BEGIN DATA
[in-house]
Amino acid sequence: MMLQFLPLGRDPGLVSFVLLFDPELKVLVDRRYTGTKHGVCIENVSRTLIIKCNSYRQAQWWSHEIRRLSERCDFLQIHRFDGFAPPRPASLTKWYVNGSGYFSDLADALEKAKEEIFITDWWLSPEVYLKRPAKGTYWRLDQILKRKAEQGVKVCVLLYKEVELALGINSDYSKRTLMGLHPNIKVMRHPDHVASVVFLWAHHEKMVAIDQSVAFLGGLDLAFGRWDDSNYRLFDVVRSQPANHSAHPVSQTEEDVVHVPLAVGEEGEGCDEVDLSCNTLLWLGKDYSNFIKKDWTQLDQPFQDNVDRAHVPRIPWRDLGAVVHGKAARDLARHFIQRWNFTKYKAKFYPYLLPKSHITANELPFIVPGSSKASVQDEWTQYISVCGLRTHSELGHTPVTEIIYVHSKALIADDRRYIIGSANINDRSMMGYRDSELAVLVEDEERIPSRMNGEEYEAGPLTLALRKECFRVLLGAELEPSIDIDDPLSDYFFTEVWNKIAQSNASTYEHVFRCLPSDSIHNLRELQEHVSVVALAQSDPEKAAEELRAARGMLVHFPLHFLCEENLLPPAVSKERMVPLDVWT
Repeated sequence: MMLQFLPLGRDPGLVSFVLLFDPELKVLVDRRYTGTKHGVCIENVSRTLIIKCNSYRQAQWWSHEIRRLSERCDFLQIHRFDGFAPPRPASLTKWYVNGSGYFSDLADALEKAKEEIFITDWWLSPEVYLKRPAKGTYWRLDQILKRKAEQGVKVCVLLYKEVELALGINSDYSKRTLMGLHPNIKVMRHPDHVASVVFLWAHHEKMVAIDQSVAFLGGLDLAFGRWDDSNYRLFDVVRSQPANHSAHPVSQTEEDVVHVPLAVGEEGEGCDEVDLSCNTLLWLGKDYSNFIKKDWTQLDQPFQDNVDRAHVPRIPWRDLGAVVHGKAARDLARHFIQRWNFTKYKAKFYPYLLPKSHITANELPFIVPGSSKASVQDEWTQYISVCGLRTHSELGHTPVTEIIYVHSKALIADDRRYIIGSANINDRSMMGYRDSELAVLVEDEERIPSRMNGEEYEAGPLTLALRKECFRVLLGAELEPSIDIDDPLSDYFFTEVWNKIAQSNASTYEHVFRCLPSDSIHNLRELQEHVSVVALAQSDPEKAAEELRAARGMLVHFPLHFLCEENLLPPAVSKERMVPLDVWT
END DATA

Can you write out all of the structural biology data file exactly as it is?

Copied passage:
[in-house]
Amino acid sequence: MMLQFLPLGRDPGLVSFVLLFDPELKVLVDRRYTGTKHGVCIENVSRTLIIKCNSYRQAQWWSHEIRRLSERCDFLQIHRFDGFAPPRPASLTKWYVNGSGYFSDLADALEKAKEEIFITDWWLSPEVYLKRPAKGTYWRLDQILKRKAEQGVKVCVLLYKEVELALGINSDYSKRTLMGLHPNIKVMRHPDHVASVVFLWAHHEKMVAIDQSVAFLGGLDLAFGRWDDSNYRLFDVVRSQPANHSAHPVSQTEEDVVHVPLAVGEEGEGCDEVDLSCNTLLWLGKDYSNFIKKDWTQLDQPFQDNVDRAHVPRIPWRDLGAVVHGKAARDLARHFIQRWNFTKYKAKFYPYLLPKSHITANELPFIVPGSSKASVQDEWTQYISVCGLRTHSELGHTPVTEIIYVHSKALIADDRRYIIGSANINDRSMMGYRDSELAVLVEDEERIPSRMNGEEYEAGPLTLALRKECFRVLLGAELEPSIDIDDPLSDYFFTEVWNKIAQSNASTYEHVFRCLPSDSIHNLRELQEHVSVVALAQSDPEKAAEELRAARGMLVHFPLHFLCEENLLPPAVSKERMVPLDVWT
Repeated sequence: MMLQFLPLGRDPGLVSFVLLFDPELKVLVDRRYTGTKHGVCIENVSRTLIIKCNSYRQAQWWSHEIRRLSERCDFLQIHRFDGFAPPRPASLTKWYVNGSGYFSDLADALEKAKEEIFITDWWLSPEVYLKRPAKGTYWRLDQILKRKAEQGVKVCVLLYKEVELALGINSDYSKRTLMGLHPNIKVMRHPDHVASVVFLWAHHEKMVAIDQSVAFLGGLDLAFGRWDDSNYRLFDVVRSQPANHSAHPVSQTEEDVVHVPLAVGEEGEGCDEVDLSCNTLLWLGKDYSNFIKKDWTQLDQPFQDNVDRAHVPRIPWRDLGAVVHGKAARDLARHFIQRWNFTKYKAKFYPYLLPKSHITANELPFIVPGSSKASVQDEWTQYISVCGLRTHSELGHTPVTEIIYVHSKALIADDRRYIIGSANINDRSMMGYRDSELAVLVEDEERIPSRMNGEEYEAGPLTLALRKECFRVLLGAELEPSIDIDDPLSDYFFTEVWNKIAQSNASTYEHVFRCLPSDSIHNLRELQEHVSVVALAQSDPEKAAEELRAARGMLVHFPLHFLCEENLLPPAVSKERMVPLDVWT